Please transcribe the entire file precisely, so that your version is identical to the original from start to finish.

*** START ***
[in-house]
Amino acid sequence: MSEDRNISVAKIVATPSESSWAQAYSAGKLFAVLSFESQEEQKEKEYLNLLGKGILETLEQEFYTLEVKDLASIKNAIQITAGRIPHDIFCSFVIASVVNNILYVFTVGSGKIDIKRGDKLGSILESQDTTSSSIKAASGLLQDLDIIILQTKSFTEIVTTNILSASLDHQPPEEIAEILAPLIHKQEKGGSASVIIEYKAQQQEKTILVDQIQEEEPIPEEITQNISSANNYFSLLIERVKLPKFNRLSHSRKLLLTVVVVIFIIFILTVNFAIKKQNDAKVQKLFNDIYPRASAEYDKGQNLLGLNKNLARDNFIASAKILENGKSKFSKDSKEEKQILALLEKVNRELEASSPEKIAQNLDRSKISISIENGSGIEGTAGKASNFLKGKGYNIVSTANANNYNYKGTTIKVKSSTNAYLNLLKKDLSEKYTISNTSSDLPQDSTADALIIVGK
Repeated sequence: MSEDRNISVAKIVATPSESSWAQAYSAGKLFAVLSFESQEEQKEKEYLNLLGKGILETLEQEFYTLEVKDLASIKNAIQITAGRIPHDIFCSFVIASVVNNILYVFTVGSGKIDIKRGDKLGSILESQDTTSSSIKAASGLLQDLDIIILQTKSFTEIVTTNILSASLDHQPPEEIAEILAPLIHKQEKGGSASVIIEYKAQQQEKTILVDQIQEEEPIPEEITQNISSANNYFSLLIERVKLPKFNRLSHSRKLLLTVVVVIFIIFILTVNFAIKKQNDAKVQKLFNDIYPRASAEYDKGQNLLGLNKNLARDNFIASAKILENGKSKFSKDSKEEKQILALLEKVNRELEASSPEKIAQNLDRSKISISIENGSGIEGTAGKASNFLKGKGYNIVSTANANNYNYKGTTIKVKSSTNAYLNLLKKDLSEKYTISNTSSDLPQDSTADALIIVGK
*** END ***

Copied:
[in-house]
Amino acid sequence: MSEDRNISVAKIVATPSESSWAQAYSAGKLFAVLSFESQEEQKEKEYLNLLGKGILETLEQEFYTLEVKDLASIKNAIQITAGRIPHDIFCSFVIASVVNNILYVFTVGSGKIDIKRGDKLGSILESQDTTSSSIKAASGLLQDLDIIILQTKSFTEIVTTNILSASLDHQPPEEIAEILAPLIHKQEKGGSASVIIEYKAQQQEKTILVDQIQEEEPIPEEITQNISSANNYFSLLIERVKLPKFNRLSHSRKLLLTVVVVIFIIFILTVNFAIKKQNDAKVQKLFNDIYPRASAEYDKGQNLLGLNKNLARDNFIASAKILENGKSKFSKDSKEEKQILALLEKVNRELEASSPEKIAQNLDRSKISISIENGSGIEGTAGKASNFLKGKGYNIVSTANANNYNYKGTTIKVKSSTNAYLNLLKKDLSEKYTISNTSSDLPQDSTADALIIVGK
Repeated sequence: MSEDRNISVAKIVATPSESSWAQAYSAGKLFAVLSFESQEEQKEKEYLNLLGKGILETLEQEFYTLEVKDLASIKNAIQITAGRIPHDIFCSFVIASVVNNILYVFTVGSGKIDIKRGDKLGSILESQDTTSSSIKAASGLLQDLDIIILQTKSFTEIVTTNILSASLDHQPPEEIAEILAPLIHKQEKGGSASVIIEYKAQQQEKTILVDQIQEEEPIPEEITQNISSANNYFSLLIERVKLPKFNRLSHSRKLLLTVVVVIFIIFILTVNFAIKKQNDAKVQKLFNDIYPRASAEYDKGQNLLGLNKNLARDNFIASAKILENGKSKFSKDSKEEKQILALLEKVNRELEASSPEKIAQNLDRSKISISIENGSGIEGTAGKASNFLKGKGYNIVSTANANNYNYKGTTIKVKSSTNAYLNLLKKDLSEKYTISNTSSDLPQDSTADALIIVGK